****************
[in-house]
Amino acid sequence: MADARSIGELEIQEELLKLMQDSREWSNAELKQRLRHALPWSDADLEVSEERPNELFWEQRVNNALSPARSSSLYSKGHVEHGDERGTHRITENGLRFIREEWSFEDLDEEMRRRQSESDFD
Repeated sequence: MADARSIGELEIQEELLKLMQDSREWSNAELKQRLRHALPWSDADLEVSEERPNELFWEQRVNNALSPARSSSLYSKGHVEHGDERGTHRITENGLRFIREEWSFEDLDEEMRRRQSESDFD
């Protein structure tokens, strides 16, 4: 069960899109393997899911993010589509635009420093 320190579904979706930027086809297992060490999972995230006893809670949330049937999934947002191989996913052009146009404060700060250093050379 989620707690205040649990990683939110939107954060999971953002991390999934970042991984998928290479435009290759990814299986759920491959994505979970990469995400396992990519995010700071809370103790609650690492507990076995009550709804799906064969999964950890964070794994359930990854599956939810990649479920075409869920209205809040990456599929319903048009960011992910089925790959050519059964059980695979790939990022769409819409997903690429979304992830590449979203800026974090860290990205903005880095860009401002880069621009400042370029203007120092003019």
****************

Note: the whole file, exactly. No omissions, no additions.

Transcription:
[in-house]
Amino acid sequence: MADARSIGELEIQEELLKLMQDSREWSNAELKQRLRHALPWSDADLEVSEERPNELFWEQRVNNALSPARSSSLYSKGHVEHGDERGTHRITENGLRFIREEWSFEDLDEEMRRRQSESDFD
Repeated sequence: MADARSIGELEIQEELLKLMQDSREWSNAELKQRLRHALPWSDADLEVSEERPNELFWEQRVNNALSPARSSSLYSKGHVEHGDERGTHRITENGLRFIREEWSFEDLDEEMRRRQSESDFD
């Protein structure tokens, strides 16, 4: 069960899109393997899911993010589509635009420093 320190579904979706930027086809297992060490999972995230006893809670949330049937999934947002191989996913052009146009404060700060250093050379 989620707690205040649990990683939110939107954060999971953002991390999934970042991984998928290479435009290759990814299986759920491959994505979970990469995400396992990519995010700071809370103790609650690492507990076995009550709804799906064969999964950890964070794994359930990854599956939810990649479920075409869920209205809040990456599929319903048009960011992910089925790959050519059964059980695979790939990022769409819409997903690429979304992830590449979203800026974090860290990205903005880095860009401002880069621009400042370029203007120092003019």